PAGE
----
St John’s House had a centralised nursing department with the staff nurses reporting to the Sisters, and the Sisters to the Lady Superintendent, a model which was to eventually become the norm throughout the English-speaking world.

The probationers received board, lodging, medical assistance, laundry, and clothing, and were paid one pound a month for their services. They nursed in hospitals and private houses, and when required attended the sick poor. If at the end of five years they had proved themselves worthy, they received a certificate and were entered on the St John’s House list of certified nurses.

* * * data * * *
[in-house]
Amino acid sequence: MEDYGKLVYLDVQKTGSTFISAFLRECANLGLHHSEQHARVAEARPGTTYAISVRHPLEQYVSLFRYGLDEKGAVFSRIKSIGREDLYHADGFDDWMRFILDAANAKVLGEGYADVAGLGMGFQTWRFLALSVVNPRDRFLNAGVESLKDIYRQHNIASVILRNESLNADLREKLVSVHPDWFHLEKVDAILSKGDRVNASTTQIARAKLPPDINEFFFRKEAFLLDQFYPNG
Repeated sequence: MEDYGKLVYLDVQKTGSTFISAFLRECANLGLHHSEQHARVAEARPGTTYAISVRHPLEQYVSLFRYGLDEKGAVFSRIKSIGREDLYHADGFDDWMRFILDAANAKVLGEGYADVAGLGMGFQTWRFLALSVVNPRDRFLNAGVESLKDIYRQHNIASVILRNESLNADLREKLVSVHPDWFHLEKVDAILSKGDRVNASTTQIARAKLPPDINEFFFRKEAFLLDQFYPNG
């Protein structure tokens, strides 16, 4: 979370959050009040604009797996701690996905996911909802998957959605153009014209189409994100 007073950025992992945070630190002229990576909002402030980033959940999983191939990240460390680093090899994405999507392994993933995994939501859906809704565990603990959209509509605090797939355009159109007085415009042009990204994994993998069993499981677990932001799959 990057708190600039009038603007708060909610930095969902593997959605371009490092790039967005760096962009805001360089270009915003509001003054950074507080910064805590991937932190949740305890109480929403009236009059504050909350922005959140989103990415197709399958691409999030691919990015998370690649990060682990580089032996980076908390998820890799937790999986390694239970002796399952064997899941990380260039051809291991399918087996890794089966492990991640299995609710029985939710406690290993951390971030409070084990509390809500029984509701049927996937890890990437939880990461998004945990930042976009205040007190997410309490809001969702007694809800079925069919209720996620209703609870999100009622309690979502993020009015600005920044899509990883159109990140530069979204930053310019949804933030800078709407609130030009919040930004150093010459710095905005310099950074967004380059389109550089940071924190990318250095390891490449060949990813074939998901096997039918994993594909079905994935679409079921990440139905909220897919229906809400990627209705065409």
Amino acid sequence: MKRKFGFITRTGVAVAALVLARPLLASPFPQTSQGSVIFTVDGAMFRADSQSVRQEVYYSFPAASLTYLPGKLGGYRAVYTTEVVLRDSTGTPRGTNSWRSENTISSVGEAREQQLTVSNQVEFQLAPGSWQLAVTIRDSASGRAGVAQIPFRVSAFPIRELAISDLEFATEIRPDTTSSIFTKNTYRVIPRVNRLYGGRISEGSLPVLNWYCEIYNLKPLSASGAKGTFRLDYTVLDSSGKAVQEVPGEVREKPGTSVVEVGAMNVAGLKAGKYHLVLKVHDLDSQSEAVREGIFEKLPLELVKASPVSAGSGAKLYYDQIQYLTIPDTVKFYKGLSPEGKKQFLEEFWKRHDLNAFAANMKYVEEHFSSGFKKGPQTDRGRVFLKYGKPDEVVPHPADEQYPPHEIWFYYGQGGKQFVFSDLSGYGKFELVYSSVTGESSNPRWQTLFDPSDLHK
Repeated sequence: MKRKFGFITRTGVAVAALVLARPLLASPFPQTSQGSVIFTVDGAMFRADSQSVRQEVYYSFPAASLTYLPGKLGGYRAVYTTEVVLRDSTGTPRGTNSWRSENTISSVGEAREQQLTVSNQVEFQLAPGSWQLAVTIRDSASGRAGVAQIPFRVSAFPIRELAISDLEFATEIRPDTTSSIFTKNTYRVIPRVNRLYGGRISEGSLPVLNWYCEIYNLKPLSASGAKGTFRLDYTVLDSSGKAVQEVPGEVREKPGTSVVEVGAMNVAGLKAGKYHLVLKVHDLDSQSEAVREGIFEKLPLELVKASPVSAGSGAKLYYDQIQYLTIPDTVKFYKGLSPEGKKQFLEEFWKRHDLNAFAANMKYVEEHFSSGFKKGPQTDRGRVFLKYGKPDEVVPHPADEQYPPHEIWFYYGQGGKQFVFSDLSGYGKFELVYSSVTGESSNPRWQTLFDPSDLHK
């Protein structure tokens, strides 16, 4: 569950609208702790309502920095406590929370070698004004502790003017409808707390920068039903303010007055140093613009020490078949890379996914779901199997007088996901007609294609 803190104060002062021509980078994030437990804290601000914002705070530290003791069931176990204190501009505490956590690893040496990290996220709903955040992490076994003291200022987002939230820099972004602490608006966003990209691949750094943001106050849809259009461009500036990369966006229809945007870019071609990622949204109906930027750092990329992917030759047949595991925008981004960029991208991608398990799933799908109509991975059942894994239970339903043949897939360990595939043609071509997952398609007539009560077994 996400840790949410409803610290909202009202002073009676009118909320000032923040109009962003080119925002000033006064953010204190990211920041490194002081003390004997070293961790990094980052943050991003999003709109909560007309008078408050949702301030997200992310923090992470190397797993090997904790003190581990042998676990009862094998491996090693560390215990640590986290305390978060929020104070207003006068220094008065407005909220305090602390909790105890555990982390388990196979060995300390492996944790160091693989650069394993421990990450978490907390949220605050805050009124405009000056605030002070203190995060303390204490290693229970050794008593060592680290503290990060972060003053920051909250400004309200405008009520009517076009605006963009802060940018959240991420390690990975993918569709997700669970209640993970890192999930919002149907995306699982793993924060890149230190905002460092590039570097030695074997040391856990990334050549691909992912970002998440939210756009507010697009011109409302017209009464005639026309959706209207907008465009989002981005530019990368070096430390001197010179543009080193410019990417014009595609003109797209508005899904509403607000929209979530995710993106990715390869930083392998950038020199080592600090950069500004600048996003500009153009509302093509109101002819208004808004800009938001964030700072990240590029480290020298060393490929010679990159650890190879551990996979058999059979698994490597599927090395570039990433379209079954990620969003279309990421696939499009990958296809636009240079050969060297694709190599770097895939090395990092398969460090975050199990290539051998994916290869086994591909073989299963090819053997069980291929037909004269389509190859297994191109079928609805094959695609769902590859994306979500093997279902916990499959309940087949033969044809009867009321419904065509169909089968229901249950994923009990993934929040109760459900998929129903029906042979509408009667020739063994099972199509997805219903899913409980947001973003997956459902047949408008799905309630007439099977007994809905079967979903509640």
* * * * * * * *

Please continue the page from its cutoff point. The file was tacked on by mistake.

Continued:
The Sisters paid for their training and if resident, also for their board and lodging.

In 1854 six nurses from the St John’s House went out to the Crimea with Florence Nightingale, since St John’s House was at that time one of the few sources for trained nurses. In 1856 the Sisterhood took over the nursing of King’s College Hospital and from 1862 to 1868 a six-month training in midwifery nursing was given there, with the help of a grant from the newly founded Nightingale Fund Council.

Nursing Service in the Crimea

When people think of nursing in the Crimea they usually think of Nightingale at Scutari, however there were many other nurses, many of whom were not under the jurisdiction of Nightingale, and many other hospitals as you can see on this slide.